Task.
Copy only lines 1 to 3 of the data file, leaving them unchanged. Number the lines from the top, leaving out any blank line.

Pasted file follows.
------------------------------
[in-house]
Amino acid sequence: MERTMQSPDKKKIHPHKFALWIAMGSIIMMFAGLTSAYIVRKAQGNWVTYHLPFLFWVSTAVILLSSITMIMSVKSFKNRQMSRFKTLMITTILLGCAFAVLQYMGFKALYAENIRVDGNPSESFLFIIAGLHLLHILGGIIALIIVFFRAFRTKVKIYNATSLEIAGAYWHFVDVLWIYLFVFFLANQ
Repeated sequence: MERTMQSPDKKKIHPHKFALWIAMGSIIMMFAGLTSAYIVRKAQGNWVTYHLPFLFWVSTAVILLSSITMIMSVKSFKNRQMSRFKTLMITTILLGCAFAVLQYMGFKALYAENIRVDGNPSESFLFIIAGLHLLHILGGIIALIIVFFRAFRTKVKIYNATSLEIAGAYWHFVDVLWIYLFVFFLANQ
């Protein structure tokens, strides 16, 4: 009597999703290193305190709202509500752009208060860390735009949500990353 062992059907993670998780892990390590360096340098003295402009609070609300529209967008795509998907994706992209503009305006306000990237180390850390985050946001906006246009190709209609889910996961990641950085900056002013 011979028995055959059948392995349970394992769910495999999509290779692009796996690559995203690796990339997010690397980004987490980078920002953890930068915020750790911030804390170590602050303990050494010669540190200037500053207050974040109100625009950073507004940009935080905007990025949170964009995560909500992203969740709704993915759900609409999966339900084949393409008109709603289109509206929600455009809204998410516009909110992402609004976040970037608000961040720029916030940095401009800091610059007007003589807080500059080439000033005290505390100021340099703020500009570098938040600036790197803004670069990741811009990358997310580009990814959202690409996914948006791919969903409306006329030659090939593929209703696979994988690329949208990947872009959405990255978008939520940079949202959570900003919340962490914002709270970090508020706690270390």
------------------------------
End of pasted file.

[in-house]
Amino acid sequence: MERTMQSPDKKKIHPHKFALWIAMGSIIMMFAGLTSAYIVRKAQGNWVTYHLPFLFWVSTAVILLSSITMIMSVKSFKNRQMSRFKTLMITTILLGCAFAVLQYMGFKALYAENIRVDGNPSESFLFIIAGLHLLHILGGIIALIIVFFRAFRTKVKIYNATSLEIAGAYWHFVDVLWIYLFVFFLANQ
Repeated sequence: MERTMQSPDKKKIHPHKFALWIAMGSIIMMFAGLTSAYIVRKAQGNWVTYHLPFLFWVSTAVILLSSITMIMSVKSFKNRQMSRFKTLMITTILLGCAFAVLQYMGFKALYAENIRVDGNPSESFLFIIAGLHLLHILGGIIALIIVFFRAFRTKVKIYNATSLEIAGAYWHFVDVLWIYLFVFFLANQ